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Published October 1, 1985 | Published
Journal Article Open

Formaldehyde-mediated DNA-protein crosslinking: A probe for in vivo chromatin structures


Formaldehyde (HCHO) produces DNA-protein crosslinks both in vitro and in vivo. Simian virus 40 (SV40) chromosomes that have been fixed by prolonged incubation with HCHO either in vitro or in vivo (within SV40-infected cells) can be converted to nearly protein-free DNA by limit-digestion with Pronase in the presence of NaDodSO4. The remaining Pronase-resistant DNA-peptide adducts retard the DNA upon gel electrophoresis, allowing resolution of free and crosslink-containing DNA. Though efficiently crosslinking histones to DNA within nucleosomes both in vitro and in vivo, HCHO does not crosslink either purified lac repressor to lac operator-containing DNA or an (A + T)-DNA-binding protein ( -protein) to its cognate DNA in vitro. Furthermore, a protein that does not bind to DNA, such as serum albumin, is not crosslinked to DNA by HCHO even at extremely high protein concentrations. These properties of HCHO as a DNA-protein crosslinker are used to probe the distribution of nucleosomes in vivo. We show that there are no HCHO-crosslinkable DNA-protein contacts in a subset of SV40 chromosomes in vivo within a 325-base-pair stretch that spans the "exposed" (nuclease-hypersensitive) region of the SV40 chromosome. This replication origin-proximal region has been found previously to lack nucleosomes in a subset of isolated SV40 chromosomes. We discuss other applications of the HCHO technique, including the possibility of obtaining base-resolution in vivo nucleosome "footprints."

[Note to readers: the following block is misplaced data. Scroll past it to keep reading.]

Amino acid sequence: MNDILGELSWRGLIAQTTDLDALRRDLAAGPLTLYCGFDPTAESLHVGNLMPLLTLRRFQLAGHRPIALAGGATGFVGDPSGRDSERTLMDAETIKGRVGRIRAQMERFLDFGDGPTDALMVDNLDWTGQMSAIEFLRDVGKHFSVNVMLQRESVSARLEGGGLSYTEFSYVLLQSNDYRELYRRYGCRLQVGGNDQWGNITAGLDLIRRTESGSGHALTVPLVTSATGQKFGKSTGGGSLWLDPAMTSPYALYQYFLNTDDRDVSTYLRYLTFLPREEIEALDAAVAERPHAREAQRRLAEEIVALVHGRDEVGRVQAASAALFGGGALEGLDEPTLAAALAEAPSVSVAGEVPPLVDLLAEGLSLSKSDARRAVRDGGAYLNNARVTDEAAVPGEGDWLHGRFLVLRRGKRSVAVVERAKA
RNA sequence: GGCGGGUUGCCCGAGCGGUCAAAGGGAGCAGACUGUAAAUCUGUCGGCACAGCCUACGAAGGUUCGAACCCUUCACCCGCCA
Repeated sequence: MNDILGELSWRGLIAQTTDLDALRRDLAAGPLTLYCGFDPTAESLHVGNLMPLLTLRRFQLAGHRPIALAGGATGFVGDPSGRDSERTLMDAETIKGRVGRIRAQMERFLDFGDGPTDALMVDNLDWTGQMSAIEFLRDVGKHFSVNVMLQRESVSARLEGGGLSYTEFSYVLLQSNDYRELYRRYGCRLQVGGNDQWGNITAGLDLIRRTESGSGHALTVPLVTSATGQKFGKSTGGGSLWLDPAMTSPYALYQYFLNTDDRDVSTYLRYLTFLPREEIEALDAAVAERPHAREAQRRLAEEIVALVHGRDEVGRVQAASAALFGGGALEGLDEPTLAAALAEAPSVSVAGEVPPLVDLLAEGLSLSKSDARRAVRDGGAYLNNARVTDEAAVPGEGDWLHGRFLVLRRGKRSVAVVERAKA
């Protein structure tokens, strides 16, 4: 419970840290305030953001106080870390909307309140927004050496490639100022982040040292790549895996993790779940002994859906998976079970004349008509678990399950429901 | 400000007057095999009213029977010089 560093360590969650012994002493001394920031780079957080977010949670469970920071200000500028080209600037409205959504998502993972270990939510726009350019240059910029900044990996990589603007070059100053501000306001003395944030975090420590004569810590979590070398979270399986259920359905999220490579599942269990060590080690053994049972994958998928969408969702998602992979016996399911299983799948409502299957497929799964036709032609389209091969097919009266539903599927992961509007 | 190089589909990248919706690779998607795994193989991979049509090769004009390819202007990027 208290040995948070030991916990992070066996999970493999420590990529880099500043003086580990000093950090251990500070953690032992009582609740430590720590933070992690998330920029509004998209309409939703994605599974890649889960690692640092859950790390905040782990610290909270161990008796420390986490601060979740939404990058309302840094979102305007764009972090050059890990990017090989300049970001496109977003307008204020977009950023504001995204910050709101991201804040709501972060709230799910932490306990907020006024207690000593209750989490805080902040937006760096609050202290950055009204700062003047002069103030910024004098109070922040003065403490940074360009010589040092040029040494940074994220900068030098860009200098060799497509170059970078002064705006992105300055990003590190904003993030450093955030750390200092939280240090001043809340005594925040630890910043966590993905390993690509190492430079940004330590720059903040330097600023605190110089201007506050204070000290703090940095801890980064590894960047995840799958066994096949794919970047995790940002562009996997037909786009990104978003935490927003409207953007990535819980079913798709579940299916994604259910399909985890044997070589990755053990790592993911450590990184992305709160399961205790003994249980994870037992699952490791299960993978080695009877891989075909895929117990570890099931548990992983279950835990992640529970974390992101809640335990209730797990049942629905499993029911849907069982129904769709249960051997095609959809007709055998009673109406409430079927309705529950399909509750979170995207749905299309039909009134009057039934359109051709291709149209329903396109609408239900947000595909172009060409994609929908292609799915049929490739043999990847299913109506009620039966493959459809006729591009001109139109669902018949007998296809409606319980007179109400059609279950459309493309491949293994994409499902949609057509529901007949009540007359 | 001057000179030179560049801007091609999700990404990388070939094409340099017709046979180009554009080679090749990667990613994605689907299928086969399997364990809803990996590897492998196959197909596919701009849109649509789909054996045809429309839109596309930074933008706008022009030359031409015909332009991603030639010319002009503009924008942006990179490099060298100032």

Additional Information

© 1985 by the National Academy of Sciences. Communicated by Gary Felsenfeld, June 6, 1985. We are greatly indebted to Kathleen Matthews, Frangois Strauss, and James Wang for their gifts of lac repressor, alpha-protein, and plasmid pJW270, respectively. We also thank Daniel Finley for helpful comments on the manuscript and Barbara Doran for secretarial assistance. This work was supported by a grant to A.V. from the National Cancer Institute (CA30367). M.S. was supported by a predoctoral fellowship from the National Science Foundation. The publication costs of this article were defrayed in part by page charge payment. This article must therefore be hereby marked "advertisement" in accordance with 18 U.S.C. §1734 solely to indicate this fact.

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